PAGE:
• gbjames
                Posted April 3, 2012 at 5:17 pm | Permalink

                David T. You miss the point when you say things like “But to go from rejecting 99% to 100% is a giant leap…”

                The point is that believers have no trouble understanding the atheist position for all gods but the one they happen to be fond of. They dismiss them all and don’t go demanding proof of the nonexistence of these deities. But in the case of the big fella in the sky that they (usually) grew up believing in (not Santa… the other one) they carve out this exception and demand what is unreasonable in all other contexts.

                We atheists are just saying… this demand is equally unreasonable here.

              • amycgi
                Posted April 3, 2012 at 6:46 pm | Permalink

                “So I have come to you with a claim about the verifiability of God, described the methods I’ve used,”

                Except you haven’t. You’ve just asserted your God exists, you haven’t provided an mechanism for verifying that existence.

                You may have missed the link; and of course there are millions of others with similar accounts.

                “The fact that you don’t like the style of my observation (private, peaceful, loving, hopeful feelings from a divine source)”

                That’s not a style of observation at all.

                Yes, it is, and psychologists try to explain these sorts of observations all the time. Whether it be, “I feel good when I see someone I love,” or “I hurt when someone says something mean,” or “I feel peaceful feelings when I pray,” all are observations based on internal experiences.

              • gbjames
                Posted April 3, 2012 at 7:33 pm | Permalink

                No. We didn’t miss your link. Your link doesn’t point to anything useful. It goes to a place where you describe how your beliefs make you feel good. But how you feel says nothing about the existence of your deity. Nothing. Zero. It is as good as what a believer in the divinity of Viracocha might provide. A muslim would say much the same about the truth of Muhammad being the one true prophet of Allah. Or a faithful follower of the Invisible Pink Unicorn.

                You are confusing revelation with reality. You are fooling yourself. No doubt you get lots of positive feedback from other Mormon believers as a result. But that is evidence only of shared delusion. You have provided zero evidence of anything that exists outside of your own head.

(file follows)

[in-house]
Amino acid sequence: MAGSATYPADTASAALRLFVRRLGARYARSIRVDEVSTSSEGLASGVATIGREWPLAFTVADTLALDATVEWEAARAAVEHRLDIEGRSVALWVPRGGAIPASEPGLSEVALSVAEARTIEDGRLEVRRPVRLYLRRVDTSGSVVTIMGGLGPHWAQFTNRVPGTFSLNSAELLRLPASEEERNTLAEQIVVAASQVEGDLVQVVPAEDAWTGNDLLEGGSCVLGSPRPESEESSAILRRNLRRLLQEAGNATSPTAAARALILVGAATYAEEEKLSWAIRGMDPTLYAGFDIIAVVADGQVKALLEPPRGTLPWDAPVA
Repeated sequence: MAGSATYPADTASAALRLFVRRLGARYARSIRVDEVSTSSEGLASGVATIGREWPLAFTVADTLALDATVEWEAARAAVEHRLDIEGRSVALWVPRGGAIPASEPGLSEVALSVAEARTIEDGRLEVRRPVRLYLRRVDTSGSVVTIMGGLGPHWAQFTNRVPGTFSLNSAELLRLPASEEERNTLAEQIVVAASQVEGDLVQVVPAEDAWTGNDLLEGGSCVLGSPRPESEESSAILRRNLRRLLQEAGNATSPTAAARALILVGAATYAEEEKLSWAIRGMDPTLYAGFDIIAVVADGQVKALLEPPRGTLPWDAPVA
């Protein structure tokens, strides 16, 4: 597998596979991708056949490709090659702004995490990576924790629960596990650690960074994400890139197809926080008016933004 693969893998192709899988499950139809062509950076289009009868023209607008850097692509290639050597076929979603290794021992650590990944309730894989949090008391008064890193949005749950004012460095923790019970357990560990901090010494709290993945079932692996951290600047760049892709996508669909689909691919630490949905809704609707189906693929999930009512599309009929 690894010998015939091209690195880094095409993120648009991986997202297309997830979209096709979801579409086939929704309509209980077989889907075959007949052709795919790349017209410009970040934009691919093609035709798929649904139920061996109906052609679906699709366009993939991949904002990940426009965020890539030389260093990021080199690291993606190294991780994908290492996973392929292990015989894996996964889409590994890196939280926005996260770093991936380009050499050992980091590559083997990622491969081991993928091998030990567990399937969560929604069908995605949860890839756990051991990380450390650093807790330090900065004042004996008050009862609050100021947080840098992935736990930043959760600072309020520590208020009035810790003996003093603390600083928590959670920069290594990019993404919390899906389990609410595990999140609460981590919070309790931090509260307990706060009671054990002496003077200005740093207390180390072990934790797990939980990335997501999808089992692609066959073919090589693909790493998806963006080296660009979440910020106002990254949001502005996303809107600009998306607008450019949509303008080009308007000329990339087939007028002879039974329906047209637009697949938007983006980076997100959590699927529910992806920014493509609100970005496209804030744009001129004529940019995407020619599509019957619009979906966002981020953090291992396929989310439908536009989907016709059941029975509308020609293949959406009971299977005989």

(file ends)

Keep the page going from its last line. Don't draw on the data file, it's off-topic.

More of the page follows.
• truthspeaker
                Posted April 4, 2012 at 5:30 am | Permalink

                Internal experiences can provide you information about internal states, not about things that exist outside you.

            • truthspeaker
              Posted April 1, 2012 at 3:23 pm | Permalink

              “It is obviously absurd to claim the existence of Russell’s teapot or FSM. Those claims are far different from claiming the existence of God.”

              Really? How so?

              In all three cases, we are talking about a concept that humans invented. With all three cases, we can look for reasons to think that the things some humans thought up exist in reality.

              • amycgi
                Posted April 2, 2012 at 5:31 pm | Permalink

                How do you know humans invented the concept of God?

                Let’s simplify the FSM argument, since analogies can easily obscure things (as in the “TV off” analogy above). The argument is something like: (1) some people believe in a God I have never seen and they ascribe to God several properties, (2) I can invite a notion (FSM) that mocks these claims, ascribing to it ludicrous properties twisted from (1), and pretend I worship it, and hence (3) any idiot can see that the claims underlying God and FSM are really the same, therefore there is no God. There are several problems here. First, why does inventing FSM or a teapot convince you there is no God? It does not logically follow. Second, it is great hubris to suppose that FSM and God are comparable: anyone who is convinced that FSM disproves God has already made up their mind; their view of God is as a straw man that they quickly substitute with FSM.

                Further, this sort of reasoning can explain away things that we all accept as true. You quoted me, but omitted my point about Plato. If you’re so convinced that you can disprove God by inventing FSM or a teapot, then why are you not convinced by the similar reasoning that suggests the non-existence of Plato?

              • truthspeaker
                Posted April 3, 2012 at 6:55 am | Permalink

                “How do you know humans invented the concept of God?”

                Where else would the concept have come from?

              • gbjames
                Posted April 2, 2012 at 6:17 pm | Permalink

                Yes. The FSM is a mocking concept. For an idea worthy of mockery.

                The FSM and teapot are not intended as proof that there is no god. They are intended to illustrate the absurdity of claims like yours that the idea of a deity needs to be disproved. You have it upside down. The burden of proof is on those who make such claims. Existence claims require evidence and you have none to provide.

                It is as unreasonable to say “you can’t disprove my deity” as it is to say “you can’t disprove the FSM.” when you make statements like that you may as well hang a sign around your neck reading “Mock my foolish idea.”

            • David T.
              Posted April 3, 2012 at 7:10 am | Permalink